I’ve always had the feeling that life loves the liver of it. You must live and life will be good to you, give you experiences. They may not all be that pleasant, but nobody promised you a rose garden. But more than likely if you do dare, what you get are the marvelous returns. ~Maya Angelou~
I’ve been sitting quietly this morning, listening to the live-stream of Maya Angelou’s memorial service. To hear the words of so many, celebrating the life of a person who harnessed the circumstances of her life to become a positive force in this world, has made for an uplifting morning.
Since hearing the news of her passing, I have been reading the online tributes that chronicle her life and work, each one telling a story of hardship, resilience, courage, humor and lots and lots of love. Each day this week, I felt compelled to write my own, to give my own tribute of sorts to a woman who helped shape the direction of my life. But my earlier drafts just fell flat, as if I was jumping on a bandwagon that I had no business being on, or that had no seat available to me.
The truth is, I never had the opportunity to meet her, although I wished for it in the months after my son’s passing in 2009, knowing she was just a short drive up the road from me in North Carolina. I never spoke to her, and never wrote to her. I always held back, feeling somehow not strong enough, perhaps not worthy enough to reach out and ask of her time.
But as I listened to the stories of her life from the people who loved her dearly, I realized I did have something to say, and it may be something that others can relate to as we say goodbye to her physical presence on this earth.
You see, I sat in the dark with Maya. In the darkest days of my life, I quietly reflected on my very existence, wondering if I was going to be able to stand up again after losing my child. I looked to a few teachers like her for some spark or inspiration, some flicker of hope. So I grabbed one of her books, and I sat with Maya, and Wayne, Pema and Louise. Many days, the heaviness of my grief made me so weary, I did not know if I could turn another page.
I was gutted, and groundless, and I needed someone to urge me on as I ventured into unknown waters. I, listening to this quiet voice within, grieved with gratitude, willing myself to keep breathing, and looking for the “one little things” each day that I could call blessings. I felt so alone in the early days of my journey, not really even understanding why I felt compelled to stand up and say,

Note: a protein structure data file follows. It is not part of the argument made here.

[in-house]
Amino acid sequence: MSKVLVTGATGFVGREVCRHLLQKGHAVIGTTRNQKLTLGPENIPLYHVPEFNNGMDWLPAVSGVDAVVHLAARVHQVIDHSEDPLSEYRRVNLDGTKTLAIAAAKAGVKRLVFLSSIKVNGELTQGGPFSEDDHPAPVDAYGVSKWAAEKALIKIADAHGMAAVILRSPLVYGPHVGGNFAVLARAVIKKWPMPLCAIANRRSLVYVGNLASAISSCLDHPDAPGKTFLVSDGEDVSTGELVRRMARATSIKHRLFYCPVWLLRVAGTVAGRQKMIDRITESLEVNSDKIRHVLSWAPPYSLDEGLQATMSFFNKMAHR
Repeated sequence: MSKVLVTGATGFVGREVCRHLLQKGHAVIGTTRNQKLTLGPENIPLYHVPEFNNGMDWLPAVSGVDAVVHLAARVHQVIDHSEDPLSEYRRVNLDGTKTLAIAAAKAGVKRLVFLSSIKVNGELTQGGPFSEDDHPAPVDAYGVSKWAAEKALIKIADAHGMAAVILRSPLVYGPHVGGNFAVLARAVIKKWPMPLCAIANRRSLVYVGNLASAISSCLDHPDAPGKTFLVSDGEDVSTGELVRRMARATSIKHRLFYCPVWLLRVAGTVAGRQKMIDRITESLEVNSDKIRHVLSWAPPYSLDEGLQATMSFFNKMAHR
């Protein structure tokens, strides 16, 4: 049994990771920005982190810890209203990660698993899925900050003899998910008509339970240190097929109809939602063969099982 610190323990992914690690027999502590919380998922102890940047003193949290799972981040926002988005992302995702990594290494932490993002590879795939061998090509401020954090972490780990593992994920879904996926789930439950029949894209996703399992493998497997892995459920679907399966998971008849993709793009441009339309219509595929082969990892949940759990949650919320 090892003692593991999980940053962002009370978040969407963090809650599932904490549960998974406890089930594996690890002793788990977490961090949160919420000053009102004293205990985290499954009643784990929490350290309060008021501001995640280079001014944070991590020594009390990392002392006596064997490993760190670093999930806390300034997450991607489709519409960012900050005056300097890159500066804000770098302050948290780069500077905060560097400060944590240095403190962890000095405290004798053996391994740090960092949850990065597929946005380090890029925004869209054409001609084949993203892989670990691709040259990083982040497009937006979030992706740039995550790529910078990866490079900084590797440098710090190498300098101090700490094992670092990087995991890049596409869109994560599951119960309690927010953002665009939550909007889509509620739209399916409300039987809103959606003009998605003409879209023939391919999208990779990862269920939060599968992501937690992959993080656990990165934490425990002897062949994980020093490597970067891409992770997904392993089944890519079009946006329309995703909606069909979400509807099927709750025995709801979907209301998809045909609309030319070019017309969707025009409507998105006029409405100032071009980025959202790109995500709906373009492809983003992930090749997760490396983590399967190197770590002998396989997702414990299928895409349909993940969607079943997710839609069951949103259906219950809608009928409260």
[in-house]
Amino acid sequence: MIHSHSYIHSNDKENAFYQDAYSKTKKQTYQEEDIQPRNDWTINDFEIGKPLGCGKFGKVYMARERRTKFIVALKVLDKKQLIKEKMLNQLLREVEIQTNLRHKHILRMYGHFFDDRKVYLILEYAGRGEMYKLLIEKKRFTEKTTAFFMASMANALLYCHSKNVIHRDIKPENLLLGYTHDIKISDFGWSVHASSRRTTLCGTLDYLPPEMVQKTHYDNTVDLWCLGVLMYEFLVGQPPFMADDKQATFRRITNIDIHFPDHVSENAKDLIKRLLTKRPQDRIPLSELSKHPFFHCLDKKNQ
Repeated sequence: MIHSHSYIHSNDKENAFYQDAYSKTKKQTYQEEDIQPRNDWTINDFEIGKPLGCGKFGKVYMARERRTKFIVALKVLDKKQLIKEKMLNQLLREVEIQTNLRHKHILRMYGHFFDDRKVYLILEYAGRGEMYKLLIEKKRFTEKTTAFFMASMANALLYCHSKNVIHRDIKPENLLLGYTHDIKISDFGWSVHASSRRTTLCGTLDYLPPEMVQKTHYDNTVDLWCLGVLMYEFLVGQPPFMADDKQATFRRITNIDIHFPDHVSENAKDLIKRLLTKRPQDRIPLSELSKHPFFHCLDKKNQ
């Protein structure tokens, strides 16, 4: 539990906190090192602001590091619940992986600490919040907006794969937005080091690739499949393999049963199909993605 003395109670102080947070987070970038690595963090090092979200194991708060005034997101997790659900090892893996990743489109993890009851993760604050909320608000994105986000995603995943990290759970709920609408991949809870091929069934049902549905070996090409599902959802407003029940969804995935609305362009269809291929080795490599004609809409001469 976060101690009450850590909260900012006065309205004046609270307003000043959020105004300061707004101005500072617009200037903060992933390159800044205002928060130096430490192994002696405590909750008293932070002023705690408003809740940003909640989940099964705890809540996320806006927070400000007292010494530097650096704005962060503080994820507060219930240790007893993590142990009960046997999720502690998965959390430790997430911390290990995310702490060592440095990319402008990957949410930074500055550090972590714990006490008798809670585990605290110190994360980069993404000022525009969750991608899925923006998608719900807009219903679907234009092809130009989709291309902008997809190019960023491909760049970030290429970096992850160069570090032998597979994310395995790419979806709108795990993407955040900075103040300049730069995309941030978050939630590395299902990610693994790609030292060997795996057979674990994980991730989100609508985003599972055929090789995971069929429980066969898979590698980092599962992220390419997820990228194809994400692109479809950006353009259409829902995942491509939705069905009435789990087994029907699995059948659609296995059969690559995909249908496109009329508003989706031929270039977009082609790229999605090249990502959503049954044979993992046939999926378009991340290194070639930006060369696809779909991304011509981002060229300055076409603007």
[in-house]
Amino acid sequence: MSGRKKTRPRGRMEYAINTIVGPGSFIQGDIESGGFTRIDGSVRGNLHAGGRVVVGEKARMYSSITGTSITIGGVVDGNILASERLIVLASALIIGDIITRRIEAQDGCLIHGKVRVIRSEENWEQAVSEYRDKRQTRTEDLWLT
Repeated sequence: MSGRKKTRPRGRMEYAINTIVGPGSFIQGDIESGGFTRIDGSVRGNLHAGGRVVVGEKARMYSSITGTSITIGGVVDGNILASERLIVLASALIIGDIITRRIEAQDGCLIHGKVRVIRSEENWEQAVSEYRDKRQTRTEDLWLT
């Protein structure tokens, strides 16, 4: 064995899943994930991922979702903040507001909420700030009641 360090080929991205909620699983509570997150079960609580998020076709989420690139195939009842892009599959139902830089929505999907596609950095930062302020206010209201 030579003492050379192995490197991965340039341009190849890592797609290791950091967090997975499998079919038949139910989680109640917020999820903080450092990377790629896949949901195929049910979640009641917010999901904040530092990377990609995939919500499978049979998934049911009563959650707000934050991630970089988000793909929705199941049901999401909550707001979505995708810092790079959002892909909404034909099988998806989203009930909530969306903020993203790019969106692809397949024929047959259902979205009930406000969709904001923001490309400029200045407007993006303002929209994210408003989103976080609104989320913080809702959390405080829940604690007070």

“I will not lie down. I will not give up. There is still good around me, even though my life has been shattered. My glue is gratitude and I will put this life of mine back together. I will put it back together one little thing at a time.”
And, sitting in my pajamas, with my son’s photos and memories scattered all around me, I received that spark I desperately needed to continue down the road. And although from the outside it would appear I was alone, I did not feel alone. Maya was sitting with me, encouraging me to listen to that quiet voice within, to follow the signs, and have faith in brighter days. As the months passed, I began to reach out to others, with the courage I received from the generous gift she shared with the world. And, to my amazement, I found out something that I had not realized for all the years leading up to the death of my child. I WAS NOT ALONE. I began to connect to people just like me, all over the world. We were all walking together all along.
I have been on a wondrous path in my life ever since. And I just wanted to say thank you to Dr. Maya Angelou. She was one of my teachers, carrying a lantern filled with hope, leading me towards a light. I believe that there are people on this earth that bring us to the message God wants us to hear, and I will be eternally grateful for her presence in my life, and for listening.
Earlier this week, one of the articles discussing her miraculous time on earth said “The light of the world has grown a little dimmer with the loss…”
I disagree. I never met the woman, but sat in the darkness of my life with her. She brought the light to me, lighting my own candle with her words. Through her grace and courage, she lived a life that was open and generous to others….She illuminated a path for me, and helped me see that I could do the same for someone else.
In the dark, she told me I was going to be okay. She encouraged me to own the truth of my own story, to not hide from the events of my life that brought me sorrow or shame. She told me to not only own it, but to celebrate each moment and live.
She told me I could still live. And now, each morning, I tell people that they can live, and they will be okay.
This world will not be dimmer because of her passing. Her legacy will endure, and her words will serve as a beacon for generations to come. People like me, complete strangers sitting in the dark, trying to find some light will find her, as I did, and see that they too can rise.
Here’s to celebrating a life well lived,